The Man Everybody Knew: Bruce Barton and the Making of Modern America
 
 


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The Man Everybody Knew: Bruce Barton and the Making of Modern America [Hardcover]

Richard M. Fried
3.7 out of 5 stars  See all reviews (3 customer reviews)

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Editorial Reviews

Review

A fine biography. (John M. and Priscilla S. Taylor The Washington Times)

Fried shows the extent of Barton’s true influence . . . as a pioneer in modern political advertising. (James Boylan Columbia Journalism Review)

Well-researched and well-written. (Walter A. Friedman Journal of American History)

Brief, fair-minded, and well-researched. (Robert K. Landers Commonweal)

Fried paints a broader portrait of Barton . . . a straightforward biography. (Business History Review)

This admirable, readable volume enriches our knowledge of Barton's career and his political involvements. . . . A well-researched and detailed, if relatively brief, account of a neglected pioneer of contemporary image-making. (David Greenberg Washington Monthly)

Well-researched . . . insightful biography . . . rightly considers Barton's life . . . a parable about . . . relationship between corporate business ideology and popular mainline protestant thought. (Quentin J. Schultze)

Richard Fried has written an engaging, deeply researched, and admirably balanced brief biography of Bruce Barton—adman, best selling author, and politician who was indeed very well-known during his heyday between the 1920s and 1950s. An accomplished historian, Fried is especially good at capturing the context of Barton’s times. (James T. Patterson, Brown University)

One of America’s most prominent ad agents, Bruce Barton assiduously crafted kindly images for soulless corporations and dour presidential candidates. He was also a prolific essayist, lay theologian and, briefly, a member of Congress. In a wonderfully written and researched book, Richard M. Fried skillfully describes Barton’s many legacies. The Man Everybody Knew will be necessary reading for historians of America’s political and commercial cultures. (James L. Baughman University Of Wisconsin-Madison)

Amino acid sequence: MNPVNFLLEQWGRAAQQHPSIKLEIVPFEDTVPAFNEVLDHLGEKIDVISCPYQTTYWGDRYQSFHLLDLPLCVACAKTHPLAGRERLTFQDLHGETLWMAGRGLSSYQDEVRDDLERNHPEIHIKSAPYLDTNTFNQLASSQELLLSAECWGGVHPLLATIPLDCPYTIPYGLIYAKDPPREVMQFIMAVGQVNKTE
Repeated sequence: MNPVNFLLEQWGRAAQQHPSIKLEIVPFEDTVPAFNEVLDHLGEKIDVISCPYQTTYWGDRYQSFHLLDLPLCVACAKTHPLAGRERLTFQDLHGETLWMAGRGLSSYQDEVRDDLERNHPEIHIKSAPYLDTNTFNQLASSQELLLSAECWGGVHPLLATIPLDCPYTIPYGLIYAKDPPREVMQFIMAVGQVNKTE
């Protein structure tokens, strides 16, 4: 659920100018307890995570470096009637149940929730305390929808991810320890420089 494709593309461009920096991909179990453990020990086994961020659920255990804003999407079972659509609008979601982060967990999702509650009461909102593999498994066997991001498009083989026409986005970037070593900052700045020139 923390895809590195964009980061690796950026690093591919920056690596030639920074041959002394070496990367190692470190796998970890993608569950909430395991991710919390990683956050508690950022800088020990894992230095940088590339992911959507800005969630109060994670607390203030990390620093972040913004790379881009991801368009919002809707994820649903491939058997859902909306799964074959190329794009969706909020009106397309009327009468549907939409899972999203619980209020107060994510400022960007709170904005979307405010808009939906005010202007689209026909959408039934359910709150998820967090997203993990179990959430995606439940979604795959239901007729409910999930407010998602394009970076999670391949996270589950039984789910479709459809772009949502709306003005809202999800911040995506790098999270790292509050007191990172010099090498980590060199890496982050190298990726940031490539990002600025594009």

Entertaining and succinct introduction. . . . Mr. Fried sees his biography as a corrective, and indeed it is. (Christine Rosen The Wall Street Journal)

Despite his many achievements few know [Barton's] name today: history professor Fried remedies this omission. (Diane C. Donovan Midwest Book Review)

It's been worth the wait. (James B. Twitchell Wilson Quarterly)

A suitably brisk, anecdote-filled account. (Michael Kazin The New York Times)

Fried aptly characterizes Barton. (Joseph Epstein The Weekly Standard)

About the Author

Richard M. Fried is professor of history at the University of Illinois at Chicago and author of Men Against McCarthy, Nightmare in Red, and The Russians Are Coming! The Russians Are Coming! He studied at Amherst College and Columbia University, and has been a senior Fulbright lecturer. He is married with two children and lives in Glen Ellyn, Illinois.
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